06 Dec Be Mindful of Conflicts of Interest, Vistage Fundamental #13
While it’s OK to respond if a fellow group member asks for help with their business, never directly solicit business from other group members.
In the event that a substantial business relationship develops with another member, advise the rest of the group to be sure that the relationship doesn’t prevent you from sharing your deepest and darkest secrets.
This is Steve Van Valin of Culturology, and I’d like to share this month’s fundamental for the Vistage Brandywine Valley Groups, led by our master chair, Jim Lucas. As you know, we have 14 fundamentals, and each month we take a focused look at one of them. This month, it’s number 13, to be mindful about conflicts of interest.
A lot of the elements of this fundamental are probably pretty obvious about business relationship conflicts, but I wanted to share with you this idea of being mindful about other things which perhaps take away from the performance or our ability as a group to get the most out of our experience together at Vistage.
The truth is, there’s a lot of landmine issues that we sometimes can be tempted to bring up and get ourselves into trouble, and we probably know what some of these things are. Probably the most hot topic right now of course is presidential politics; which side are you on, and vocalizing that, certainly a landmine, or gender or race insensitive comments that we might make. Talking about some of these hotbed social and political issues that we’re surrounded with are also danger areas. Things like the MeToo movement certainly is heated, and sometimes when we share very potent points of views or opinions about other people, it can come across negatively to other people and be a landmine. Then everybody’s favorite forbidden dinner topic, religion, can also be one of those as well. I didn’t want to talk about this from like okay, we have to be all politically correct, but just to be aware of what the danger may be when we actually vocalize these things.
All of us see and say about these issues and others through our own filter, our own unique perspective, and we certainly owe that opinion to other people, but how it’s done is really the key thing. So “What’s true for me is true for everyone” – if we have that attitude, we can sometimes get ourselves into trouble. We have to realize that our filter, what we think about it, may be unique and may be completely different from how other people may see things.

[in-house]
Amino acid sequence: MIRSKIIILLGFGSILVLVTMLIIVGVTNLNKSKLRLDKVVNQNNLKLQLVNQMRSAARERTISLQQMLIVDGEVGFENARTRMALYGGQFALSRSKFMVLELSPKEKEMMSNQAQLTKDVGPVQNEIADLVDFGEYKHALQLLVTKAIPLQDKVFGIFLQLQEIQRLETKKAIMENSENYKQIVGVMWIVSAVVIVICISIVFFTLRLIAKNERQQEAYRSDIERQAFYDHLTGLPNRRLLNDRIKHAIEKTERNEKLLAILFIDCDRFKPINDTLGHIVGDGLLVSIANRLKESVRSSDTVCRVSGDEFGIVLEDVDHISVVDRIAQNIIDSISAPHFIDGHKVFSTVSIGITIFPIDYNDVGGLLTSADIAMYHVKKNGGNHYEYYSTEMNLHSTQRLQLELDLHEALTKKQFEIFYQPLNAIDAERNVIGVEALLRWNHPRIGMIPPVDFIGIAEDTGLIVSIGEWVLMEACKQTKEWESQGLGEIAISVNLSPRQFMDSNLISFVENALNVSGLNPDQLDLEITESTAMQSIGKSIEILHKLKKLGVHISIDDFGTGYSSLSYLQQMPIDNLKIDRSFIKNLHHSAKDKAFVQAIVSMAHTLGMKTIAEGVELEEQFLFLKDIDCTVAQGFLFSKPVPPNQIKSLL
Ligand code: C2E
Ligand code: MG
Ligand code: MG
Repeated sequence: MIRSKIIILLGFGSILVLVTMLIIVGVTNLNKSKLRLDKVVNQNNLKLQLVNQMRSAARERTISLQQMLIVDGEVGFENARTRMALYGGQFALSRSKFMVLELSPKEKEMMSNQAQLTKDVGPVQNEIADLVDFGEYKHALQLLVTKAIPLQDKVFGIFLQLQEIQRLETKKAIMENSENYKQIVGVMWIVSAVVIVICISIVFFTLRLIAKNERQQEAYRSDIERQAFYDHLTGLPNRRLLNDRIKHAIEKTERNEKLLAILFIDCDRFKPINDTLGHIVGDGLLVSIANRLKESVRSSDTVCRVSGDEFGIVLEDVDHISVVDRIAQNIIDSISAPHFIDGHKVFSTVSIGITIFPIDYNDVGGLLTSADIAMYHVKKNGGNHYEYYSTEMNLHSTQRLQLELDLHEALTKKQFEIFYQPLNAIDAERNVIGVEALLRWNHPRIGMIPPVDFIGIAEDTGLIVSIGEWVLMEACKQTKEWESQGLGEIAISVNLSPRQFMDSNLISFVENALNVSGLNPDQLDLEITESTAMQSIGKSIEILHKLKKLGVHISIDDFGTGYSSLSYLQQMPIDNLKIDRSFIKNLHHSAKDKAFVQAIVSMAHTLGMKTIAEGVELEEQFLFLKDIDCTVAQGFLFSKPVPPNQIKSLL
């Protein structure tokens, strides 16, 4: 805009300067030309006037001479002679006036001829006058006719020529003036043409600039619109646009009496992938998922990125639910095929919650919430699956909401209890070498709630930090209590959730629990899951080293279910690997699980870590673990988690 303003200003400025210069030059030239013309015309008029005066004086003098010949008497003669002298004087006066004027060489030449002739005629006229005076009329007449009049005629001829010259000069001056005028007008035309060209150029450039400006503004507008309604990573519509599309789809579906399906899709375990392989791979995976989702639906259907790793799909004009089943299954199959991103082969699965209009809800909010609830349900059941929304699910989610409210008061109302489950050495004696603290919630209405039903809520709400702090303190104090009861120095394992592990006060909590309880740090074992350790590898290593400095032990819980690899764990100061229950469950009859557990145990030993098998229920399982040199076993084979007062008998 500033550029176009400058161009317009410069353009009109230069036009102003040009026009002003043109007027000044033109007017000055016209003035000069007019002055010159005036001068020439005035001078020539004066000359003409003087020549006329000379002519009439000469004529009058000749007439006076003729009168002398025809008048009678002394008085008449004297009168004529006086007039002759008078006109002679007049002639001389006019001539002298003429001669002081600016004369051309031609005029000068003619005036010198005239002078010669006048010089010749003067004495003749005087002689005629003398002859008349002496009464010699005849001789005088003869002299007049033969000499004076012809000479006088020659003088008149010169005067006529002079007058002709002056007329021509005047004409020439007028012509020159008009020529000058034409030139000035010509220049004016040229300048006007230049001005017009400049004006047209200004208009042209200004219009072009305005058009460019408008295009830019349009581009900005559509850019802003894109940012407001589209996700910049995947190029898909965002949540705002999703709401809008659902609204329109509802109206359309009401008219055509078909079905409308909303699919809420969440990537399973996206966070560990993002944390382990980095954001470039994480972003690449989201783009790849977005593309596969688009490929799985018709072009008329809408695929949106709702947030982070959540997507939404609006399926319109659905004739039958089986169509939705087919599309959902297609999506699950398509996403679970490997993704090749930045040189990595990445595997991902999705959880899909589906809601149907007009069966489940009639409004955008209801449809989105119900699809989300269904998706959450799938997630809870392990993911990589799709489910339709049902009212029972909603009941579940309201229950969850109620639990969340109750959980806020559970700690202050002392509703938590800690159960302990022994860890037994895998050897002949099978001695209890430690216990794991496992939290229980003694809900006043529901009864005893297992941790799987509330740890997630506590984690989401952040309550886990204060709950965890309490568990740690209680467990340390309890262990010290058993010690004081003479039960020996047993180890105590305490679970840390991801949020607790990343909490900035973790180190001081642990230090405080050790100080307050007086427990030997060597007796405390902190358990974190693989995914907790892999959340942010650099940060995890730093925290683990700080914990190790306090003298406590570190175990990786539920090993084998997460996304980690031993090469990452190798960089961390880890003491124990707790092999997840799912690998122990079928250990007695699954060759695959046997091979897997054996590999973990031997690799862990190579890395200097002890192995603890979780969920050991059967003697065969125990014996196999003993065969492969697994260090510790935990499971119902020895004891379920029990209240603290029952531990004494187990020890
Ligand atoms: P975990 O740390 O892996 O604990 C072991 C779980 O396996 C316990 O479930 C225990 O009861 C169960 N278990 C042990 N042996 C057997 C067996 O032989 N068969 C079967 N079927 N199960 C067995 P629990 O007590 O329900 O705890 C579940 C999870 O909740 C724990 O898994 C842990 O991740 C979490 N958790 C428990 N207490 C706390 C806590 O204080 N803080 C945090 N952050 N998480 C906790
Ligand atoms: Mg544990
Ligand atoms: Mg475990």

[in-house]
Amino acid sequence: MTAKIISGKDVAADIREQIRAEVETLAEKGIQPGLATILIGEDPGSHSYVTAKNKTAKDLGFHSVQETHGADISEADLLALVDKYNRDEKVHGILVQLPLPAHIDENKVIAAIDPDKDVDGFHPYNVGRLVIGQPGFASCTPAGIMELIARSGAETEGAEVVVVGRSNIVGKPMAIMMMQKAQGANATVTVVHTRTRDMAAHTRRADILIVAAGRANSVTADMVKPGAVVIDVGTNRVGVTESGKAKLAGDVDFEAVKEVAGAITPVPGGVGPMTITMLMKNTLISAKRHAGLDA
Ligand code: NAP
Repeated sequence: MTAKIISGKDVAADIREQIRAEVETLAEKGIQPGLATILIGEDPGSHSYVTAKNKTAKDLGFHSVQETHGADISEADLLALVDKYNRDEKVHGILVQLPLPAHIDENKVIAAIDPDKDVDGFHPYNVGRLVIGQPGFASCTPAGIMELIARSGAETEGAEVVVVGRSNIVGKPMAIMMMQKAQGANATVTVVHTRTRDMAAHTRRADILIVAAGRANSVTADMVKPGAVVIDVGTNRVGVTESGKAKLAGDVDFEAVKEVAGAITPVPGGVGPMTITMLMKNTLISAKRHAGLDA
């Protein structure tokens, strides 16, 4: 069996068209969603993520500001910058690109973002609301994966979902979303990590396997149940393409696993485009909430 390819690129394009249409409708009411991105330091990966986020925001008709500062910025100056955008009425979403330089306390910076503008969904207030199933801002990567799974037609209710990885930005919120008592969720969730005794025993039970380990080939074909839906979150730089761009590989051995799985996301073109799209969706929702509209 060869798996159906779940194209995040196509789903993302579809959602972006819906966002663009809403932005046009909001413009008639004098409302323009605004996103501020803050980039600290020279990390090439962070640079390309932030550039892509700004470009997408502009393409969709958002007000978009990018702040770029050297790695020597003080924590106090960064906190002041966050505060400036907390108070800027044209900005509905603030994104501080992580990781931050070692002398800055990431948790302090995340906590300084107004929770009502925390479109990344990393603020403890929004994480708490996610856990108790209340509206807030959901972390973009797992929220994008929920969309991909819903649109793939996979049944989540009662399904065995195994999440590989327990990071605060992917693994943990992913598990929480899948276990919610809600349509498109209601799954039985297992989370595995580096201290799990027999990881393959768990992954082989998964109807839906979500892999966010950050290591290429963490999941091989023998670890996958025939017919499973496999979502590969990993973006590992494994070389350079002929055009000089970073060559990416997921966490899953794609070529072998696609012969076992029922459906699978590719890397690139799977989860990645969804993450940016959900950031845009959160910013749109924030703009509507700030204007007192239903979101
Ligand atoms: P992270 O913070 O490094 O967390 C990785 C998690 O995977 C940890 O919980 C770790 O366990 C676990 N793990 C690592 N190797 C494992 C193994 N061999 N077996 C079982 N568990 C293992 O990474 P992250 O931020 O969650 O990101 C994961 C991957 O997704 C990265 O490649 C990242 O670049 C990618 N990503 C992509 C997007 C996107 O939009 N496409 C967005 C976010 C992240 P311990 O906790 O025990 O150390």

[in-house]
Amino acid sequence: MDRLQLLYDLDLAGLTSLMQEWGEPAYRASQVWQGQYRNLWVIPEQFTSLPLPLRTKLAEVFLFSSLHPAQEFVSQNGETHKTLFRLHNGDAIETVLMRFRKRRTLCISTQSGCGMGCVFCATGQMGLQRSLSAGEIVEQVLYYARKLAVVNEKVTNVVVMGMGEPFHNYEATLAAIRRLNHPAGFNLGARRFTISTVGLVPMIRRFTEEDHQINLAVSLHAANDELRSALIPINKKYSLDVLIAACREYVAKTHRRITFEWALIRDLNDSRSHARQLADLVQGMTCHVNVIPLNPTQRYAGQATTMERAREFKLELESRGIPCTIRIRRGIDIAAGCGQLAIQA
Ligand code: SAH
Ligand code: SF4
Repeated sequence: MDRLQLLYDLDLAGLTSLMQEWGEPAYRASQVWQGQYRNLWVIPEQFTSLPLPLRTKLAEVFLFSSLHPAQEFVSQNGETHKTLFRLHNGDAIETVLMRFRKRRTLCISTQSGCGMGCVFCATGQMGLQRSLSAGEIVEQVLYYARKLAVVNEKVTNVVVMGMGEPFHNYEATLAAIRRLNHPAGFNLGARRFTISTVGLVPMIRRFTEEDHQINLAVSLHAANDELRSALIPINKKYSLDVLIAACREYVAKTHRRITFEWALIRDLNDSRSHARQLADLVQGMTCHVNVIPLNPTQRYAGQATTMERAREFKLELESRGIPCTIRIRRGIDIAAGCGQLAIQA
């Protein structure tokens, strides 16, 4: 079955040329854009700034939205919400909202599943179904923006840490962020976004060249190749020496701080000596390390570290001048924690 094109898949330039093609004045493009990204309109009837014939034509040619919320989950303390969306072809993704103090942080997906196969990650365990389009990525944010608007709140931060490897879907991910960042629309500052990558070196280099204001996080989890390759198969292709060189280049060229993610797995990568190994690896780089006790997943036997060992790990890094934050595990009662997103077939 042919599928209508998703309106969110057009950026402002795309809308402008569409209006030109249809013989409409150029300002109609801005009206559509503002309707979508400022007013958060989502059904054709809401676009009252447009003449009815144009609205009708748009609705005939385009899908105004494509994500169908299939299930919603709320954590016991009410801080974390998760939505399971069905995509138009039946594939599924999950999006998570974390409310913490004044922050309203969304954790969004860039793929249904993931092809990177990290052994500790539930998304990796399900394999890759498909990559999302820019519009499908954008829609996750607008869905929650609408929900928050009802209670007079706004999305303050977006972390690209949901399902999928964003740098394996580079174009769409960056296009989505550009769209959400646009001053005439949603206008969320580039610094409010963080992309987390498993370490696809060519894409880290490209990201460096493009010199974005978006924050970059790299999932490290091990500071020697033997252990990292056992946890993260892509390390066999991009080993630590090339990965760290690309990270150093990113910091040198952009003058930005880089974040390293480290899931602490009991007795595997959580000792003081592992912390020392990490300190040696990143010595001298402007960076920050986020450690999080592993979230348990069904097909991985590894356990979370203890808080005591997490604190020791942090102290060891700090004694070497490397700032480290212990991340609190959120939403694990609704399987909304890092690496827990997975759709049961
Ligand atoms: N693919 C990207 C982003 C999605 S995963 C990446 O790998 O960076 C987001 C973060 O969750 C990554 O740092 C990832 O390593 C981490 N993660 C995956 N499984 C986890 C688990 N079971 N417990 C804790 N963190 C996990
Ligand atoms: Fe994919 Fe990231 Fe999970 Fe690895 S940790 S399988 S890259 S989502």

So here’s the lesson. It’s about hitting the pause button and really asking ourselves before we say things about those types of issues, whose benefit am I saying this, or I am about to say this? If it’s for me, if it’s all about me being compelled to say it or I have to get this off of my chest or I owe the truth to these people around me, then sometimes we can get into trouble. If it’s really about the benefit of other people and wanting to understand what their opinion is, what their perspective, their filter is, then we’re in a much better place to be more Vistage-aligned in our thinking.
Interestingly enough, as a very smart person once told me, the tongue is the most dangerous element of the human body. In fact, it was designed to live in a cave, surrounded by a cage of teeth because it can do so much damage. We know how long it takes to build respect and trust with each other, and you think how quickly it can be lost with just an errant comment or something that maybe we didn’t even mean to be offensive to somebody, but we let it slip there. So just think about that for a moment about the danger and the power of the tongue.
Aretha Franklin really is the lesson for us. It’s about R-E-S-P-E-C-T, about respect. In the end, it’s what we say, how we respond, the things that we want to really share with each other. We want go through the filter of respect first, and if we do that, then we have the high-performance interaction that Vistage is so famous for. Instead of having a conflict of interest, that is our interest: to have high-performance interaction with each other.
This is Steve Van Valin with Culturology.